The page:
(Doku ni mo kusuri ni mo naranai; “Neither poison nor medicine”)
Something – or someone – that doesn’t matter. Something neither harmful nor beneficial; it doesn’t matter whether it’s there or not. Something that’s just kind of whatever – but note that when used in reference to a person, the tone is faintly nasty.
This phrase is built around three major components: the noun 毒 (doku), “poison,” the noun 薬 (kusuri), “medicine,” and the verb なる (naru), “to become” or by extension “to be,” appearing in sentence-final negative form. Each of the nouns is followed by the particle に (ni), which ties it to the verb (similar to the “into” in “change into”), and then the particle も (mo), “also.” In this case, the doubled も…も followed by a negative ending means that the best rendition is probably “neither… nor.”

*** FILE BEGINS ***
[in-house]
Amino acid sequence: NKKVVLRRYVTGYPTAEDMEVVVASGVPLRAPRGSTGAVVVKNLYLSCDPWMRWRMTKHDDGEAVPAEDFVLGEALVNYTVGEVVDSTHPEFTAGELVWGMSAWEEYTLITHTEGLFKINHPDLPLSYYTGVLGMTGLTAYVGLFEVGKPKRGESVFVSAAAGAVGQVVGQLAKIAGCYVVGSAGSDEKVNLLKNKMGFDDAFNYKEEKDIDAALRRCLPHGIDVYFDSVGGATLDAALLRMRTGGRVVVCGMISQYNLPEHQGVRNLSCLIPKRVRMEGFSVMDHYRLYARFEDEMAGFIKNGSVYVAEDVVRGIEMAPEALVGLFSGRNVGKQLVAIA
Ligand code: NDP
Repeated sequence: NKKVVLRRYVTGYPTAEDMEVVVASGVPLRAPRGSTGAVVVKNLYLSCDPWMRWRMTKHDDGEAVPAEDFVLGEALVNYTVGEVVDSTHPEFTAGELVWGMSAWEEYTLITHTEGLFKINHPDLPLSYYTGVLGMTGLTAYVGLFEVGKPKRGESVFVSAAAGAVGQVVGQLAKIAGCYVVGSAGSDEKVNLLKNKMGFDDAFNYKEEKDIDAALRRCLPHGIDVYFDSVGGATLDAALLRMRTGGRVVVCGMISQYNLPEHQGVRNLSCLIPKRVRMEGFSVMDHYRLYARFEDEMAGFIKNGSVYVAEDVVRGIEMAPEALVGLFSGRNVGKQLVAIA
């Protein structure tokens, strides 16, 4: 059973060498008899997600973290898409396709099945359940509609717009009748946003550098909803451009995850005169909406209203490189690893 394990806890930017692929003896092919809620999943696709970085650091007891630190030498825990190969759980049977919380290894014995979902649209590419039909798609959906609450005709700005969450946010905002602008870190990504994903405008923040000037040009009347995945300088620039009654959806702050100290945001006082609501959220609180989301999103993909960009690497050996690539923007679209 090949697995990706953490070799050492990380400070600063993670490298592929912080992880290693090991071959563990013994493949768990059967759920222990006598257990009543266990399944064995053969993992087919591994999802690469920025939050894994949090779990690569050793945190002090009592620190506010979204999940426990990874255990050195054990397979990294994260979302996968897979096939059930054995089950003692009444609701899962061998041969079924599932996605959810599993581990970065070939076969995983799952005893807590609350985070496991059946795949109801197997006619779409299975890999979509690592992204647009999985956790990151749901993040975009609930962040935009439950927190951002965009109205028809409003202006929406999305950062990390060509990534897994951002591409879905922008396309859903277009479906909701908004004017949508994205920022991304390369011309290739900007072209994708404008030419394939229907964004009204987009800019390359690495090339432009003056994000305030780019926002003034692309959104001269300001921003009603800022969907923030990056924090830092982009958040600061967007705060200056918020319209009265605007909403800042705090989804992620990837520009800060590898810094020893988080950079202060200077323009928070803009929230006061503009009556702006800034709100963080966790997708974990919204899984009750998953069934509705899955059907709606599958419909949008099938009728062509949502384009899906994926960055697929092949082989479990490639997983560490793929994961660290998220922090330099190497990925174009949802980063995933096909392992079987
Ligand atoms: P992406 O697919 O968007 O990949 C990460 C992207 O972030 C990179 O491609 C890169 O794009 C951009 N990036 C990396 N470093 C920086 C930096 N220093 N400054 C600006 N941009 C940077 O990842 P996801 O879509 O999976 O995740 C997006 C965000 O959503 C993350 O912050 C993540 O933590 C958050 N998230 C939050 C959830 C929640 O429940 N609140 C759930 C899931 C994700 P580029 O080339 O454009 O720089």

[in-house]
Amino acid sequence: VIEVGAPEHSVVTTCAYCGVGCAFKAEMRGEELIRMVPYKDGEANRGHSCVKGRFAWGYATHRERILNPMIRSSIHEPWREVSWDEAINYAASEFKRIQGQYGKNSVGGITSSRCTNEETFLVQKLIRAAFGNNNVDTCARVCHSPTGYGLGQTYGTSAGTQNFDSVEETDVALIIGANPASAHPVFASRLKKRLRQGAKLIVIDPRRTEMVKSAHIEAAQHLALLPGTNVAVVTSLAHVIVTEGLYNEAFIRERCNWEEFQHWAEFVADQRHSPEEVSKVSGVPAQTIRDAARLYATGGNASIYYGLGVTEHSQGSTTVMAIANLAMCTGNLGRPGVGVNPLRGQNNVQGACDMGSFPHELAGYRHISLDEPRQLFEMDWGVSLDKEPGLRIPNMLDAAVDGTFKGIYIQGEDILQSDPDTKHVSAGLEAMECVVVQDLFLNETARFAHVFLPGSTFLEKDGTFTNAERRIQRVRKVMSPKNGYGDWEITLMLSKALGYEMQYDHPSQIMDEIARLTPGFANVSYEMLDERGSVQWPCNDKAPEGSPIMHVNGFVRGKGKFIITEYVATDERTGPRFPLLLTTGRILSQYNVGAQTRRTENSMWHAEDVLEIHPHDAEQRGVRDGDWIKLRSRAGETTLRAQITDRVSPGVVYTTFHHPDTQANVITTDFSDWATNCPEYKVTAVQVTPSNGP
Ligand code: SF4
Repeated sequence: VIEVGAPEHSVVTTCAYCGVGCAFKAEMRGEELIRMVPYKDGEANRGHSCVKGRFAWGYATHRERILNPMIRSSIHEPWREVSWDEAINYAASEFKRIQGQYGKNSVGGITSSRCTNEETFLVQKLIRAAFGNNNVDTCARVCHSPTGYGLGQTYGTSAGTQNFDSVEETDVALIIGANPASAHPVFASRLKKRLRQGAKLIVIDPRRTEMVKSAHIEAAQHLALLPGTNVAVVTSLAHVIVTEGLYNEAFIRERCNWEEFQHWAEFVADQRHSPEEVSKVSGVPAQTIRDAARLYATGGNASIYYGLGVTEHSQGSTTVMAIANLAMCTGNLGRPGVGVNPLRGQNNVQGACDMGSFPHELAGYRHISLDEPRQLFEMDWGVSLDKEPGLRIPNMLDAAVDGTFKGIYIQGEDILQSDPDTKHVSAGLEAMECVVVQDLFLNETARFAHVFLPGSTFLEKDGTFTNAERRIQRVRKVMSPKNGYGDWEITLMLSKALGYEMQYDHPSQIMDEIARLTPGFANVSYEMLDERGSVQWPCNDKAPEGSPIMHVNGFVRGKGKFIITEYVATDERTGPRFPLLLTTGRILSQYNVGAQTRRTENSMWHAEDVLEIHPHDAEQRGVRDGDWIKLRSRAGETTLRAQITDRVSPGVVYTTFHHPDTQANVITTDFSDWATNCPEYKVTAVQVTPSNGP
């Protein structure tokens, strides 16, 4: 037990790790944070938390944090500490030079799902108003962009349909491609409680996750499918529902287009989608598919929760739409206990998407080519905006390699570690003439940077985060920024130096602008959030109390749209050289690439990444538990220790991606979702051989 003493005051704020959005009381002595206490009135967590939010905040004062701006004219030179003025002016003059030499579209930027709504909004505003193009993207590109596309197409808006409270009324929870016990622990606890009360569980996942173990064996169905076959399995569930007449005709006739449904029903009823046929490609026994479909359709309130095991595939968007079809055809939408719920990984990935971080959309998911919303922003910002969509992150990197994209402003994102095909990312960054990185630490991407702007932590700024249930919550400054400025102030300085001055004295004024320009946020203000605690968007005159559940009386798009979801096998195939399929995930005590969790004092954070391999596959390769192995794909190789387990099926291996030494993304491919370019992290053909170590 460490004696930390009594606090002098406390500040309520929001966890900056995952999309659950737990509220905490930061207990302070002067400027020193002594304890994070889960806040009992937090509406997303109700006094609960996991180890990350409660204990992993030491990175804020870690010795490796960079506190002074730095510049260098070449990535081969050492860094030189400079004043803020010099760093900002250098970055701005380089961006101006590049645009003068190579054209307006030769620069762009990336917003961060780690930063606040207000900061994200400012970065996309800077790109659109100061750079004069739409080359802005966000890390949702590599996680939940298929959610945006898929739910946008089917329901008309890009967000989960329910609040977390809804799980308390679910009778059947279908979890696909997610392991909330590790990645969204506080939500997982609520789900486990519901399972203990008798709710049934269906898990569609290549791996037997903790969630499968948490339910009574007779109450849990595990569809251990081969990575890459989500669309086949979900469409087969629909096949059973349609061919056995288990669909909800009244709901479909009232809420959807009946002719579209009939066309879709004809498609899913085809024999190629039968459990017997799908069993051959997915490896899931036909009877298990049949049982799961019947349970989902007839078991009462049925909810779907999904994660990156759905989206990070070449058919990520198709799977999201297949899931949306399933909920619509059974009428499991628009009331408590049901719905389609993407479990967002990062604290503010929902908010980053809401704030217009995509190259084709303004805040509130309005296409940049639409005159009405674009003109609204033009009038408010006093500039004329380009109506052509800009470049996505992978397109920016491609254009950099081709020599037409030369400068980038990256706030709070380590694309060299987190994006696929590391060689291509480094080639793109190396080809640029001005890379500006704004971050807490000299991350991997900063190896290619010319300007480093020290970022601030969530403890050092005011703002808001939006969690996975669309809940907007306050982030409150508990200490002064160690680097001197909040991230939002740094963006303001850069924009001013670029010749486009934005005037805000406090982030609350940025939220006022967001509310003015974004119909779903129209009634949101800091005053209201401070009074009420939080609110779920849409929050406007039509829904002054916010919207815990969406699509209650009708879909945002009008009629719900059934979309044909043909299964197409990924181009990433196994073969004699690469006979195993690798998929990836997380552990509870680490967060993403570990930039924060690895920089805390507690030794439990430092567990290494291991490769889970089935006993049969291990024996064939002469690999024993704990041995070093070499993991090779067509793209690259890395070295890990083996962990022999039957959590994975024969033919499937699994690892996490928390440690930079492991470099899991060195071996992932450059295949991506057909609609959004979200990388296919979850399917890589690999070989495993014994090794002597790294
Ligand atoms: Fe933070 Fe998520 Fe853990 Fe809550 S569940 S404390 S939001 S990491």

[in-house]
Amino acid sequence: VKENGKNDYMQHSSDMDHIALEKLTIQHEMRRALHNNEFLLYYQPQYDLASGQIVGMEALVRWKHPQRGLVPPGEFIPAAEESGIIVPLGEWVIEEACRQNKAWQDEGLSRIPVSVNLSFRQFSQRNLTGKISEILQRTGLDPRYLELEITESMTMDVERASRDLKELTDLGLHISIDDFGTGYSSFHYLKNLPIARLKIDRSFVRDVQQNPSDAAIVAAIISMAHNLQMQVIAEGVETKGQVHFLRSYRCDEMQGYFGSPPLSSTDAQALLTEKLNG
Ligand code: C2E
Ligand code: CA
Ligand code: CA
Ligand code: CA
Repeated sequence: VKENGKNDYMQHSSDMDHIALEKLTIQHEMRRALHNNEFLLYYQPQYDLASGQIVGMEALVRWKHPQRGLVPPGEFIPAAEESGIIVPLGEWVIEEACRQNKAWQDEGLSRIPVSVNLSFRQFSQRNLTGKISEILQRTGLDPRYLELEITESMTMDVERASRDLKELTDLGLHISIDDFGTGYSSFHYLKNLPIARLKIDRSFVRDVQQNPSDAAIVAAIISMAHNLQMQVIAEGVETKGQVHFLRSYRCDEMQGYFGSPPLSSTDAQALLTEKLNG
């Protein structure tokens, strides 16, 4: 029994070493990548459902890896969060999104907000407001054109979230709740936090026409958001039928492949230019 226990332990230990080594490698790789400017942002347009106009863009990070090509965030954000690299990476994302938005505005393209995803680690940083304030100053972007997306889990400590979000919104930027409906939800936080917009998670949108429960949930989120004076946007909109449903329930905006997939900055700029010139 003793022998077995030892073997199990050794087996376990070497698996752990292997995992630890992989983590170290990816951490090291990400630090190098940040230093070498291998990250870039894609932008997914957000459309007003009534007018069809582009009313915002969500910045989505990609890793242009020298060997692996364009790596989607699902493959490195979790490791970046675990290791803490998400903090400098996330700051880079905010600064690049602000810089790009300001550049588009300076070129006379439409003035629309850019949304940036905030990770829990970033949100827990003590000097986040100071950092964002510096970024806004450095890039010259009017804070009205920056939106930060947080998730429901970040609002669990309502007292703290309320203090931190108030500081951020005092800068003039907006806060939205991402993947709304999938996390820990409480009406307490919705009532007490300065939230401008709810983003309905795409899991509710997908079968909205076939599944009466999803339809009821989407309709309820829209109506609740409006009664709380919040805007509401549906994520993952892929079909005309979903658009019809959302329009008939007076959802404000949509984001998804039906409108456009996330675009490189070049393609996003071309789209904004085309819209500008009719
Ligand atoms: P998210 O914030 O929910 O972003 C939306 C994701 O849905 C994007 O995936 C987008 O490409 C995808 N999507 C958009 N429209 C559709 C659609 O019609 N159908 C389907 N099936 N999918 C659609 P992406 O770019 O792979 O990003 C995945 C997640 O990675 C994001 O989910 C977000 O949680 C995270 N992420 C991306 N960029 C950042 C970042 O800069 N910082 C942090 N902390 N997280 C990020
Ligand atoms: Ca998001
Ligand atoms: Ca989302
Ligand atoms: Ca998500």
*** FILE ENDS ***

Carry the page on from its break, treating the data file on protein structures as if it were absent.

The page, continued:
Some versions of this phrase may use an older form of the negative ending: ならぬ (naranu).
This kotowaza comes from Ejima Kiseki (江島其磧)’s 1710 ukiyozoushi novel 『けいせい伝受紙子』 (Keisei Denju Gamiko).
(“A, Kenta-kun? Tsuite kuru kedo ki ni shinakute ii nda yo. Yaku ni tatanai kedo jama mo shinai, doku ni mo kusuri ni mo naranai yatsu da.”)
[“Oh, Kenta? He’ll follow us around, but don’t let it bug you. He doesn’t do any good but he doesn’t get in the way either; he’s just kind of there.”]